Update, 6:30 p.m. EDT: Shots fired from MSC Melody warded off this morning's pirate attack but have also drawn criticism from maritime officials; Andrew Mwangura of the Mombasa-based East African Seafarers Assistance Programme told Reuters, according to the U.K.'s Guardian, that having weapons onboard a passenger ship is dangerous and that the ship should have used sonic device instead. MSC spokespersons have not responded to multiple requests for additional information.
The Guardian also reports that attacks far out at sea, such as this one, have been made possible by the hijacking of merchant vessels, which are then used as "mother ships."
We've been told that 493 of the 994 passengers onboard are from the U.K. and Ireland. Are you onboard? We'd like to hear from you. Please e-mail us your story.
(7 a.m. EDT) -- MSC Cruises' 35,143-ton, 1,062-passenger MSC Melody successfully evaded a pirate attack today off the coast of the Seychelles.
Approximately 1,000 passengers and 500 crewmembers were onboard and nobody was hurt, according to an MSC Cruises statement.
The cruise ship was 200 miles north of the Seychelles and 500 miles east of Somalia at the time of the attack. Captain Ciro Pinto told Italian state radio, "it felt like we were in a war," the Associated Press reports. Six pirates approached the cruise ship in a white speed boat at 7:35 a.m. GMT and fired at it with automatic weapons. The pirates also tried to put a ladder onboard, but were unable to gain access to the ship.
According to the Melbourne Herald Sun, crew ordered passengers to clear the decks and take shelter in their cabins. Australians onboard told the publication that the pirates' gunshots shattered windows.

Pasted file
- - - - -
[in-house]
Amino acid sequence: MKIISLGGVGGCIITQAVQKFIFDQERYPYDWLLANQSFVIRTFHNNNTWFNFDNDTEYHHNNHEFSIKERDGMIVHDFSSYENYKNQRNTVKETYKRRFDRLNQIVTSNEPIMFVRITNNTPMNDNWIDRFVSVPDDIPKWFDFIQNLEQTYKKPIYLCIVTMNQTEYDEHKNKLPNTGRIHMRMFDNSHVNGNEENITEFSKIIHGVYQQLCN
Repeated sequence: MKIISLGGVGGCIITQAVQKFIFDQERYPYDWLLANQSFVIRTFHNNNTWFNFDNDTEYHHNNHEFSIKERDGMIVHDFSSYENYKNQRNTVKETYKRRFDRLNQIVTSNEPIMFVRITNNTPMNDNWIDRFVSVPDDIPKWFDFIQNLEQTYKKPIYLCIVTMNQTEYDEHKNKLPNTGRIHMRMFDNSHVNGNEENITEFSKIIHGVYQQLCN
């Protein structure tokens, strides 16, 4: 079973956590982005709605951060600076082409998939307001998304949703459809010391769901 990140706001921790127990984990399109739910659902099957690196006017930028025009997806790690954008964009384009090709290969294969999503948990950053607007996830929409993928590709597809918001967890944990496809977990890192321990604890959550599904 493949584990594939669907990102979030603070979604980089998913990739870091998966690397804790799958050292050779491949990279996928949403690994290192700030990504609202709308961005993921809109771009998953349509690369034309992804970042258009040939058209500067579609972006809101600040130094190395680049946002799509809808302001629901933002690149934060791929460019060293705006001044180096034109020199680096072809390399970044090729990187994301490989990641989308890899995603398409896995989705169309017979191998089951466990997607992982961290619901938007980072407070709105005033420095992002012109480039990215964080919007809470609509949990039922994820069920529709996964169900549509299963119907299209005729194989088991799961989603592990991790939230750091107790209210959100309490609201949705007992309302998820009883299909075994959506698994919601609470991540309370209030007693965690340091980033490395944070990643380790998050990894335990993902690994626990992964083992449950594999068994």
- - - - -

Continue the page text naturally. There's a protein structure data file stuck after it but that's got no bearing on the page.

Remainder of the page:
Private Israeli security forces onboard the cruise ship warded off the attack by opening fire on the bandits with pistols.
It's unusual for civilian ships to arm crewmen or hire armed security, according to the AP, "for reasons of safety, liability and compliance with the rules of the different countries where they dock." Domenico Pellegrino, general manager of the Italian cruise line, said the Israelis were hired "because they were the best trained security agents," according to the AP. Captain Pinto said that the pistols had been kept during the voyage in a safe under the joint control of the captain and security chief.
This exchange of fire is, according to the AP, the first reported between pirates and a nonmilitary ship.
The BBC reports that the shooting lasted for five minutes, with the pirates firing some 200 rounds. The BBC also reports that MSC Melody crew sprayed water on the gunmen when they tried to climb aboard using a ladder, and that the captain engaged the boat in a high speed chase.
On April 17, we reported that MSC Cruises had modified MSC Melody's itinerary in response to increasing concern about pirate attacks. Ironically, the ship was sailing 180 nautical miles from Port Victoria in the Seychelles at the time of the attack -- which was not on the original itinerary. It was added because of the changed route.
The ship is on a 21-night cruise from Durban, South Africa, to Genoa, Italy, and is now en route to Aqaba. A military vessel from the international security forces in the region has been sent to escort the Melody as a precaution, according to the cruise line's statement.
--by Melissa Baldwin Paloti, Managing Editor
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Update: MSC Cruise Ship Evades Pirates; 493 Passengers British, Irish
April 26, 2009